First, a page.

Well, almost supreme — I do work in video after all! And with a particular focus on that, there are so many creators around right now creating top work. I also think we’ve shifted through the era of copyrighted work, getting away from relying on showing match footage. People have begun to get more creative with the content they produce, but video is still in a spot where anyone has a chance to make a name for themselves. I hope that will still be true in five years’ time.

Could you share a memorable experience/highlight from your career to date that stands out to you?

I always find questions like these tricky, mainly because I know the effect of a self-celebratory answer can have. I’ve been there, a struggling journalist reading about how everything worked out for someone else, and been left with nothing but frustration. So let me tell you about my most challenging point, in terms of credibility.

It was September 2021, and on the surface, I was doing great! My videos were doing well, my social media was beginning to boom. But, I’ve always been something of a people pleaser, and that means I try and impress both casual fans, and those who are more educated than me. I want people smarter than me to learn something from my work. I mean quite simply, I want my work to be the best it can possibly be.

At this point in history, that absolutely wasn’t the case. My research wasn’t thorough , and I’d become satisfied just chasing clicks. I remember one video I did about Brighton signing Marc Cucurella — I quite simply didn’t put the effort in, said he wasn’t great, and those who had actually scouted him called me out. But the breaking point came a few weeks later, when I made a chart showing progressive carries + passes for central midfielders in Europe, titled it “the best midfielders in Europe”, and posted it to Twitter.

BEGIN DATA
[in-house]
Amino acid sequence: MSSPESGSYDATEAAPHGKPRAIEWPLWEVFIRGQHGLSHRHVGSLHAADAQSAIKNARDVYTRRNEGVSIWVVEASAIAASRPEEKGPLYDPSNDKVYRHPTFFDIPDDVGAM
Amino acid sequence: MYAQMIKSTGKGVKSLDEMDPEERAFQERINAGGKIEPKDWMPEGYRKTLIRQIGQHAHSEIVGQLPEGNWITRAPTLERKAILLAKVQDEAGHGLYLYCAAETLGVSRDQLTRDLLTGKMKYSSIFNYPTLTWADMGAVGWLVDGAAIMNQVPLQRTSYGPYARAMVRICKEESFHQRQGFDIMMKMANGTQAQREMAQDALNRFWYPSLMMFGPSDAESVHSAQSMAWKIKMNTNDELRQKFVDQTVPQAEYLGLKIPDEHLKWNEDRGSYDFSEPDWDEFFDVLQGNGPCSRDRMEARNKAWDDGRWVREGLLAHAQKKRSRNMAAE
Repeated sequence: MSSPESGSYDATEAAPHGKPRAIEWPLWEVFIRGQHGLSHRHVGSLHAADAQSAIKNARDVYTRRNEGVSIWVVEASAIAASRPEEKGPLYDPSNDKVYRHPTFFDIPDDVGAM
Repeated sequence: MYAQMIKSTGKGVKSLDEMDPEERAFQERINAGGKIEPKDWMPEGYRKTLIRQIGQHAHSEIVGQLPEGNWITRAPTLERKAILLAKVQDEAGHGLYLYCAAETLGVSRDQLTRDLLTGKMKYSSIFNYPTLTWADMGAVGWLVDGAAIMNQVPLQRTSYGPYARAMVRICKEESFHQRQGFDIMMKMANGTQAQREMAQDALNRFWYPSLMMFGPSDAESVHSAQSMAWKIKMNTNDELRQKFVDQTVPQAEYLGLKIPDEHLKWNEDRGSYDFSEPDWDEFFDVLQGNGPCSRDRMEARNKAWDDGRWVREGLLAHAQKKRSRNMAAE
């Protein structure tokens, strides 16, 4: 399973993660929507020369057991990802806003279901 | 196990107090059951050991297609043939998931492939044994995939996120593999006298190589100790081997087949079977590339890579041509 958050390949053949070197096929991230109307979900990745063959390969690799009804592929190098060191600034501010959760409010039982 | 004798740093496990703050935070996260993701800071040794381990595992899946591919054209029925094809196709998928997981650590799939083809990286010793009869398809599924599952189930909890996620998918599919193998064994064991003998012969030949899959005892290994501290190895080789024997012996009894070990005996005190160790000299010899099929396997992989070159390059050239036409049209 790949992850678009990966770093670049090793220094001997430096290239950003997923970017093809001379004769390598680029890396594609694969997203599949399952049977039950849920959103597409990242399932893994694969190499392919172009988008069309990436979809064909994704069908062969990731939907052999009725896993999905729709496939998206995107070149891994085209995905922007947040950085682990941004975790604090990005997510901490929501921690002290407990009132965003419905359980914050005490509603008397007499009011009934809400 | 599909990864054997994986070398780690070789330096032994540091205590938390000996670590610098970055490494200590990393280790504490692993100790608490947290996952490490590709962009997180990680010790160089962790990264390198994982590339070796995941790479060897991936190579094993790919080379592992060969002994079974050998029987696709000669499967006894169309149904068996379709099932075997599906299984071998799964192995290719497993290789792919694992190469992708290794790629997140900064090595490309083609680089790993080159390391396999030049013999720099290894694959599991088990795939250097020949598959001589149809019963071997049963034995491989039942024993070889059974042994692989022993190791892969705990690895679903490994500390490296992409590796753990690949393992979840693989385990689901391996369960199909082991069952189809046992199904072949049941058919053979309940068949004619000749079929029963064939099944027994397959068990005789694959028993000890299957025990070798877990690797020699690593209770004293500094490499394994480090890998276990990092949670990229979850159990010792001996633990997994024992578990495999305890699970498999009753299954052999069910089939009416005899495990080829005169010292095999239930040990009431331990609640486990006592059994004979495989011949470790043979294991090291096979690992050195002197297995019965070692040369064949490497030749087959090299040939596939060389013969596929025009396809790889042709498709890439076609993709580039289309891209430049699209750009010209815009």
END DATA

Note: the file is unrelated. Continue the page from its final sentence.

The post did great! It got picked up by some big accounts, nice numbers. But I noticed a few people in replies slating my use of data.

One of them was a guy called Cameron Herbert — who I got into a spat with. A few sarky replies were exchanged and I could have left it at that: But as I said, I wanted my work to be better. I want it to be the best it can possibly be.

I DM’d Cameron, and encouraged him to tell me how bad my work was (which he enjoyed doing a little too much). I had a similar conversation with @DrMukherjeeS, and the resulting conclusions I drew was that I had to up my game. That’s a mission statement I’ve always tried to run with ever since.

What advice would you give to aspiring journalists, videographers, and presenters looking to break into the world of sports media, particularly in football?

An unpopular one: Be prepared to do things for free. Early on at least. Go the extra mile.

Don’t get me wrong, please don’t sell yourself short. I’m terrible at undercharging people. But the first 18 months of my attempts to gain attention and traction consisted of writing free articles for Breaking the Lines, OneFootball, GetFrenchFootballNews and more. Perhaps I should have charged — but for me, the exposure and the experience it brought helped me grow as a writer. And for your CV, it’s great. “Wrote weekly features to audience of 50k people”. Goldust.

Also please stop DMing people on mass to retweet your work. It doesn’t come across well. Put as much effort into your request as you want them to give back.

Can you share 3 useful tools or resources which you find helpful to fulfil your role?

Most of my toolkit is from Adobe’s suite — which feels like cheating. It comes at a price not all of us can afford. So let me recommend some alternatives for Videographers:

- GIMP. It’s Photoshop for free. Download it now.

- Sony MovieStudios. You can’t make auto-transcribed subtitles on it, but it’s a nice relatively cheap piece of video editing software.

- 365 tips on Graphic Design. A book I wish I read earlier in my life.

What do you do to switch off outside of work?

Hahaha as kind of intimated, I don’t really! But infairness, when the international break comes round, I turn all the football off. During that time, I often look to spend time with my girlfriend (Morgan I’m sorry I missed our date because I was watching Marseille vs Le Havre), or watch some YouTube. TLDR News are my go-to.

And finally, Alex, where can people find you on social media to connect?

At EuroExpert_ on Twitter…. for now! But you can always email me at — where I tend to be more responsive. Please feel free to email me questions for help, I always respond. And later this year, I’ll do another CV-feedback weeks too!

Sign up to the Freelance Football Opportunities newsletter to receive freelance football work directly in to your inbox every week: